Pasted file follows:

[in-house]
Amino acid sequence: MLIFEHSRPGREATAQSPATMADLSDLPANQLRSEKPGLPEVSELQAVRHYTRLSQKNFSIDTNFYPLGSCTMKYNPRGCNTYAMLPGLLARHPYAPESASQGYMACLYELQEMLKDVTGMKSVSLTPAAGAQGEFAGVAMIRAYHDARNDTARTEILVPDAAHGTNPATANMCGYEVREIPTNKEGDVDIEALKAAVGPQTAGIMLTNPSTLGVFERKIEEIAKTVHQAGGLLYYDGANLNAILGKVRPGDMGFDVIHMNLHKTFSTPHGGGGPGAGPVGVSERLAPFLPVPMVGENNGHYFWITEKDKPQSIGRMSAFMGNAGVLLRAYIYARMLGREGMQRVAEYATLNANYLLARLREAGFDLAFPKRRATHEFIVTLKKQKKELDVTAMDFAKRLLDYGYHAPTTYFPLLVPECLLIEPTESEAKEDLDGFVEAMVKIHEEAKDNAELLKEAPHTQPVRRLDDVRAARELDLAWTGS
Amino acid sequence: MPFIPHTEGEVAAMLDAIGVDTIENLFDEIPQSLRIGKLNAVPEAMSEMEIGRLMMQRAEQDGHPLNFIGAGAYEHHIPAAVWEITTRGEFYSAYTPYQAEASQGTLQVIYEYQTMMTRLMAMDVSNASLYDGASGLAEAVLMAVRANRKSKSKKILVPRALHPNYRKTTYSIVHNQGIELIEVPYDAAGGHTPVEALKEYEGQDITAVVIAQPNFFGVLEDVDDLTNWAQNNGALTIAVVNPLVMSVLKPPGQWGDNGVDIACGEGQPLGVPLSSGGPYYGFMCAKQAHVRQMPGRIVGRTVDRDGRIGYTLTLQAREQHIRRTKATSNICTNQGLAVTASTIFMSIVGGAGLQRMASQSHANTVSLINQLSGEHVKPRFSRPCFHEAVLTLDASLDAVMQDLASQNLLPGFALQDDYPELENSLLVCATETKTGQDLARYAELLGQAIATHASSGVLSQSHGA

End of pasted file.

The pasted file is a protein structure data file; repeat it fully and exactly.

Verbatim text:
[in-house]
Amino acid sequence: MLIFEHSRPGREATAQSPATMADLSDLPANQLRSEKPGLPEVSELQAVRHYTRLSQKNFSIDTNFYPLGSCTMKYNPRGCNTYAMLPGLLARHPYAPESASQGYMACLYELQEMLKDVTGMKSVSLTPAAGAQGEFAGVAMIRAYHDARNDTARTEILVPDAAHGTNPATANMCGYEVREIPTNKEGDVDIEALKAAVGPQTAGIMLTNPSTLGVFERKIEEIAKTVHQAGGLLYYDGANLNAILGKVRPGDMGFDVIHMNLHKTFSTPHGGGGPGAGPVGVSERLAPFLPVPMVGENNGHYFWITEKDKPQSIGRMSAFMGNAGVLLRAYIYARMLGREGMQRVAEYATLNANYLLARLREAGFDLAFPKRRATHEFIVTLKKQKKELDVTAMDFAKRLLDYGYHAPTTYFPLLVPECLLIEPTESEAKEDLDGFVEAMVKIHEEAKDNAELLKEAPHTQPVRRLDDVRAARELDLAWTGS
Amino acid sequence: MPFIPHTEGEVAAMLDAIGVDTIENLFDEIPQSLRIGKLNAVPEAMSEMEIGRLMMQRAEQDGHPLNFIGAGAYEHHIPAAVWEITTRGEFYSAYTPYQAEASQGTLQVIYEYQTMMTRLMAMDVSNASLYDGASGLAEAVLMAVRANRKSKSKKILVPRALHPNYRKTTYSIVHNQGIELIEVPYDAAGGHTPVEALKEYEGQDITAVVIAQPNFFGVLEDVDDLTNWAQNNGALTIAVVNPLVMSVLKPPGQWGDNGVDIACGEGQPLGVPLSSGGPYYGFMCAKQAHVRQMPGRIVGRTVDRDGRIGYTLTLQAREQHIRRTKATSNICTNQGLAVTASTIFMSIVGGAGLQRMASQSHANTVSLINQLSGEHVKPRFSRPCFHEAVLTLDASLDAVMQDLASQNLLPGFALQDDYPELENSLLVCATETKTGQDLARYAELLGQAIATHASSGVLSQSHGA